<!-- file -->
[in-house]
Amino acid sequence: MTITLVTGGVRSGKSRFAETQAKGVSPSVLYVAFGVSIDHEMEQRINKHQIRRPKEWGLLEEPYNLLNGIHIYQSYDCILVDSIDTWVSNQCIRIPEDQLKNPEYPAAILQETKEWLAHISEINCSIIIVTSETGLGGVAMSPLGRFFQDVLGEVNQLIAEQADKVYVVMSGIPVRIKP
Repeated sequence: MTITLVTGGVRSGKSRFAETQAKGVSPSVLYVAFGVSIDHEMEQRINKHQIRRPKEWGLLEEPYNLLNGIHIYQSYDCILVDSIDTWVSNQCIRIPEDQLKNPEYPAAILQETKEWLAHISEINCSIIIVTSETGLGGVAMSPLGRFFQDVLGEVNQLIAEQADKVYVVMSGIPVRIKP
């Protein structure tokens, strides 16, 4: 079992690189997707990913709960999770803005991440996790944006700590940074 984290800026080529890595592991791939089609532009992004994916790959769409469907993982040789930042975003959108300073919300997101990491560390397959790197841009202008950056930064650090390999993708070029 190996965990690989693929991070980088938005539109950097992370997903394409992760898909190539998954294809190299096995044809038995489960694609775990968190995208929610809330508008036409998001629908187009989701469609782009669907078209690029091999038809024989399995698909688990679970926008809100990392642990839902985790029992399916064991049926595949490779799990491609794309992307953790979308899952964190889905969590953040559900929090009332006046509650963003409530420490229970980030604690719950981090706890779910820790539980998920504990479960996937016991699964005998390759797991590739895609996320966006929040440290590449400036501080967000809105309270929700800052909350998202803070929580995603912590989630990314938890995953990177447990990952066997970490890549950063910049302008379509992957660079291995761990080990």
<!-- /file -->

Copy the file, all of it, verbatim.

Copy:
[in-house]
Amino acid sequence: MTITLVTGGVRSGKSRFAETQAKGVSPSVLYVAFGVSIDHEMEQRINKHQIRRPKEWGLLEEPYNLLNGIHIYQSYDCILVDSIDTWVSNQCIRIPEDQLKNPEYPAAILQETKEWLAHISEINCSIIIVTSETGLGGVAMSPLGRFFQDVLGEVNQLIAEQADKVYVVMSGIPVRIKP
Repeated sequence: MTITLVTGGVRSGKSRFAETQAKGVSPSVLYVAFGVSIDHEMEQRINKHQIRRPKEWGLLEEPYNLLNGIHIYQSYDCILVDSIDTWVSNQCIRIPEDQLKNPEYPAAILQETKEWLAHISEINCSIIIVTSETGLGGVAMSPLGRFFQDVLGEVNQLIAEQADKVYVVMSGIPVRIKP
């Protein structure tokens, strides 16, 4: 079992690189997707990913709960999770803005991440996790944006700590940074 984290800026080529890595592991791939089609532009992004994916790959769409469907993982040789930042975003959108300073919300997101990491560390397959790197841009202008950056930064650090390999993708070029 190996965990690989693929991070980088938005539109950097992370997903394409992760898909190539998954294809190299096995044809038995489960694609775990968190995208929610809330508008036409998001629908187009989701469609782009669907078209690029091999038809024989399995698909688990679970926008809100990392642990839902985790029992399916064991049926595949490779799990491609794309992307953790979308899952964190889905969590953040559900929090009332006046509650963003409530420490229970980030604690719950981090706890779910820790539980998920504990479960996937016991699964005998390759797991590739895609996320966006929040440290590449400036501080967000809105309270929700800052909350998202803070929580995603912590989630990314938890995953990177447990990952066997970490890549950063910049302008379509992957660079291995761990080990």